Details on the Facebook acquisition of Friendfeed story that we broke earlier today are still coming in. But we had a chance to talk with Friendfeed cofounder Bret Taylor (pictured right) and Facebook VP Products Chris Cox a few minutes ago to discuss the deal and the product integration plans going forward.
On How the Deal Happened
Cox and Taylor won’t talk deal terms or even if the deal was stock, cash or a mix (likely all stock or mostly stock). Friendfeed has raised just $5 million in an early 2008 financing, and is backed by Benchmark Capital.
Taylor said “this is an 11th hour deal,” (sounds like it was finalized last week and there was quite a party) but that the two companies have been talking for some time. “Things heated up in the last couple of weeks,” he said, after the two were on a panel together at the Real Time CrunchUp on July 10.
We’ve heard from one source that, like the 2007 Parakey acquisition, the deal is largely a talent acquisition by Facebook, and less about the Friendfeed product. Friendfeed has 12 employees, and all but one are engineers.
Taylor and Cox say that the Friendfeed product will live on independently, and eventually Friendfeed will be merged into Facebook. But the Friendfeed team is not being kept whole. Some employees will now report to Cox, others to engineering head Mike Schroepfer. In my opinion that means, long term, the Friendfeed product itself is unlikely to be a big priority.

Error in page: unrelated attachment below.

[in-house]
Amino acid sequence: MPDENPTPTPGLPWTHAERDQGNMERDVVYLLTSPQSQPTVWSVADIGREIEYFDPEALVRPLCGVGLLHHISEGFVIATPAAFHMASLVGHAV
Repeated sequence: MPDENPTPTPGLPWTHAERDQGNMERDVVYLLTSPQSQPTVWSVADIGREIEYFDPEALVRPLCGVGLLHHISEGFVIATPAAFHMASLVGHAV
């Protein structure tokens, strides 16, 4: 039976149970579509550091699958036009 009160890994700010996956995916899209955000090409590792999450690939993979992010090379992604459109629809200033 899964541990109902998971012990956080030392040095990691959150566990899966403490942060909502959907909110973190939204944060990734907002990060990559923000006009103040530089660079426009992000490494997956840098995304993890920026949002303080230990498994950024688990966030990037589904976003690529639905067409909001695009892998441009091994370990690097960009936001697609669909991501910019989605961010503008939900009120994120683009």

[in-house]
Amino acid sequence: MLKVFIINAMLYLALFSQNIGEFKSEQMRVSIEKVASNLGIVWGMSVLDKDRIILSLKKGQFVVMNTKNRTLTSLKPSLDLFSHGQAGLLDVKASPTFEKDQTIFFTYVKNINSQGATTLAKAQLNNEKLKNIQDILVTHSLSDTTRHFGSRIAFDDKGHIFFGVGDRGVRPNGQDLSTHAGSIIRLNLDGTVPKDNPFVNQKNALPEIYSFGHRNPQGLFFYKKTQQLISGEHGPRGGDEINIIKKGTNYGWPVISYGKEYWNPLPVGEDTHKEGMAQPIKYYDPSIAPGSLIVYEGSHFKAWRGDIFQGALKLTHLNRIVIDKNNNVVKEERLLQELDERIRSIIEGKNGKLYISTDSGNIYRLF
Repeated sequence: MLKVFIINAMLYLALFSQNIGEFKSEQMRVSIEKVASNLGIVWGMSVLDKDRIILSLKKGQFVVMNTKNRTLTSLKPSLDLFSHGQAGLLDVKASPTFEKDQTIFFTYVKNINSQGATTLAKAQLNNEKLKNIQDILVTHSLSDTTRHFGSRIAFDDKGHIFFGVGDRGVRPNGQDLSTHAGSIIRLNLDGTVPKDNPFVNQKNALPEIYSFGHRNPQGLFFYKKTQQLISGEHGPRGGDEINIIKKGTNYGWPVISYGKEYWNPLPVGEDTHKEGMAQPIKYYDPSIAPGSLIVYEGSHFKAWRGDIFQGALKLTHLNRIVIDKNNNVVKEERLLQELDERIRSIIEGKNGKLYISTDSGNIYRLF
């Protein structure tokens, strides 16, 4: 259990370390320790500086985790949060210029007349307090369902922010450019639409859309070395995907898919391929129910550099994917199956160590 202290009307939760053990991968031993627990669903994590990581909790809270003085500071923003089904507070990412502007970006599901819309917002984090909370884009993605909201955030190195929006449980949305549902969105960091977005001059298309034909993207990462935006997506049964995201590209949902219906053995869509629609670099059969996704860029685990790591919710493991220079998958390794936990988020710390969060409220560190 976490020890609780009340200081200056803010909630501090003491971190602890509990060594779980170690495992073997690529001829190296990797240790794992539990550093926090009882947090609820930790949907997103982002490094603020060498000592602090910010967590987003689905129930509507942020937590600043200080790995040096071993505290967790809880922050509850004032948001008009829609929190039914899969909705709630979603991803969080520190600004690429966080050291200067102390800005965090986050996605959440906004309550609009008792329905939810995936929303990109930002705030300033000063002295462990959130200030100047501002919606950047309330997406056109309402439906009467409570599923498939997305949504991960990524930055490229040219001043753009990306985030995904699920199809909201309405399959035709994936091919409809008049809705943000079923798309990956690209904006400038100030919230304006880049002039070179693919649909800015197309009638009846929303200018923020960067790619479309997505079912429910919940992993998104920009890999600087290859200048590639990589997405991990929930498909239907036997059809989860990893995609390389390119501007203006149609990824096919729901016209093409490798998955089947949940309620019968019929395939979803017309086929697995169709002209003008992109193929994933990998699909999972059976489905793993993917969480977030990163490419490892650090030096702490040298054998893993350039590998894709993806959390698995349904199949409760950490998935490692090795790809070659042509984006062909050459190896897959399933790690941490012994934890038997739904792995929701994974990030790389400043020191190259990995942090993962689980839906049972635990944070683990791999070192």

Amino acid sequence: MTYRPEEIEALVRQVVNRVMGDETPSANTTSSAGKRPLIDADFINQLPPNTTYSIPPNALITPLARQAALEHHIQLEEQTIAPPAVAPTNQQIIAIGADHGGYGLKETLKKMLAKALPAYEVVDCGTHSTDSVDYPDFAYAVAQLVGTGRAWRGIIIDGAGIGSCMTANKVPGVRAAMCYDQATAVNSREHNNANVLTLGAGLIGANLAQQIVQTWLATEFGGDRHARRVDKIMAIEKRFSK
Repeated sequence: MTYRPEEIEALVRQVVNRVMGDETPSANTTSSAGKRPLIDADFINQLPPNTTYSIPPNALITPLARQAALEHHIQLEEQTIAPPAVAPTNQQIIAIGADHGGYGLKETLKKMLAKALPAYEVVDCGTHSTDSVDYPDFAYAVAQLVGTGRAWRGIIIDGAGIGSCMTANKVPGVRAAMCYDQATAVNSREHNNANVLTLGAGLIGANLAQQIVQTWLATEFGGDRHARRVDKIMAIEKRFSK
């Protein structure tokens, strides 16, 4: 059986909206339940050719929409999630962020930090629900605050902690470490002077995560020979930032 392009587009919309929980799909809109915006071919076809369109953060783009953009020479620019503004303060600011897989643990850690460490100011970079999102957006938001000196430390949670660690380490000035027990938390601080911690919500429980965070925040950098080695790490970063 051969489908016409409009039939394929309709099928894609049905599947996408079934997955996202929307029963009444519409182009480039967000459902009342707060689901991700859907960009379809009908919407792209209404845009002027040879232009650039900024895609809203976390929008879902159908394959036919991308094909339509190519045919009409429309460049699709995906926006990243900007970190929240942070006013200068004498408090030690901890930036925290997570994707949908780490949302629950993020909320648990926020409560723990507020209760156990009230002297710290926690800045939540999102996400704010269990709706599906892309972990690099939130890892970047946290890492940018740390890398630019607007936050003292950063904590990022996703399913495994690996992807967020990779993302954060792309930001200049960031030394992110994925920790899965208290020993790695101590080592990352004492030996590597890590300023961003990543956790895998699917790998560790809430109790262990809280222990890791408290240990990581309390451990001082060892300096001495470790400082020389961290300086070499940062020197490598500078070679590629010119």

But Facebook is clearly excited about Friendfeed’s ability to innovate and launch new products. Taylor said “The basic idea is that Facebook doesn’t want to disrupt the product…they’ll take a lot of ideas that work well on Friendfeed and see how they apply to Facebook, and over time they’ll look at how to integrate the products.”
He also said that Friendfeed and Facebook agree on a few main philosophical points around openness. “Facebook’s focus on Facebook Connect and openness is also a central tenet of Friendfeed. Some of our ideas on Friendfeed can really accelerate Facebook’s product plans.”
Cox agreed, noting that Facebook is focused on being a platform and a service, and not just a destination site. “Friendfeed’s core values, portability and aggregation of content created everywhere, will happen at an accelerated pace at Facebook.”
Note that translations are rough, I took notes and I usually can’t read my own writing.
Friendfeed will move out of their Mountain View offices and join Facebook at their Palo Alto headquarters shortly, Taylor said.